</connectors>
      <entries>
         <entry name="/ThroughputConnectionFactory"/>
         <entry name="/XAThroughputConnectionFactory"/>
      </entries>
   </connection-factory>
   
   <connection-factory name="InVMConnectionFactory">
      <connectors>
         <connector-ref connector-name="in-vm"/>
      </connectors>
      <entries>
         <entry name="java:/ConnectionFactory"/>
         <entry name="java:/XAConnectionFactory"/>
      </entries>
   </connection-factory>

   <queue name="DLQ">
      <entry name="/queue/DLQ"/>
   </queue>
   
   <queue name="ExpiryQueue">
      <entry name="/queue/ExpiryQueue"/>
   </queue>

</configuration>

To my mind this is very confusing, because if you're using JMS producers and MDBs all those <connection-factory> configurations aren't used! I would recommend deleting them, for 3 reasons:

  1. You see the /ConnectionFactory JNDI reference in there and think you should start using ic.lookup("/ConnectionFactory") in your code. If you do, you'll get non-transacted queue sessions, duplicated messages, lost messages, and all sorts of other weirdness. Stick with ic.lookup("java:JmsXA")

  2. If using java:JmsXA, those <connection-factory> configurations don't apply! You need to look instead in server/all/deploy/hornetq/jms-ds.xml. This is using InVMConnectorFactory implicitly, but you can explicitly configure it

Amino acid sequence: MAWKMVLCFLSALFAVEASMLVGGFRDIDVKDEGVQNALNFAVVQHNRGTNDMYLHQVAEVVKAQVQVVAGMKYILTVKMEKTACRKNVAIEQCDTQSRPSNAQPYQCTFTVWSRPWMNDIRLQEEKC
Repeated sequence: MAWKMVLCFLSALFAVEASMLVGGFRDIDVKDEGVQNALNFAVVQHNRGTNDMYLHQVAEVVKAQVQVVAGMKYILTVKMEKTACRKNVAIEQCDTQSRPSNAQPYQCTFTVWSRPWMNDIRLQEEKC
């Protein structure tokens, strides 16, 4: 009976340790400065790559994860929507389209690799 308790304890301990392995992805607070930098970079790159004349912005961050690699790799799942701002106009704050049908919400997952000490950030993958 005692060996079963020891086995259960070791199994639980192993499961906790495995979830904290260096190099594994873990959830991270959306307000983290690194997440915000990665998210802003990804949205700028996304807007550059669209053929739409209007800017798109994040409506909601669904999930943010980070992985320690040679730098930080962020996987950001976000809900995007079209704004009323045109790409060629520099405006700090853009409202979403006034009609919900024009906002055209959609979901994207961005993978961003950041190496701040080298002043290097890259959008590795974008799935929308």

3. If using MDBs, again those <connection-factory> configurations don't apply! MDBs are configured in server/all/deploy/jms-ra.rar/META-INF/ra.xml. They use InVMConnectorFactory by default.
This last point is a real doozey. Because if you want to simulate a heavyweight store of messages with lightweight consumers who read from it (like JBoss Messaging) you're going to want to use <consumer-window-size>0</consumer-window-size>. You'll find lots of examples on the Web of putting this in hornetq-jms.xml. But consumer-window-size won't work there, because MDBs don't use hornetq-jms.xml. Instead you need this in ra.xml:

<config-property>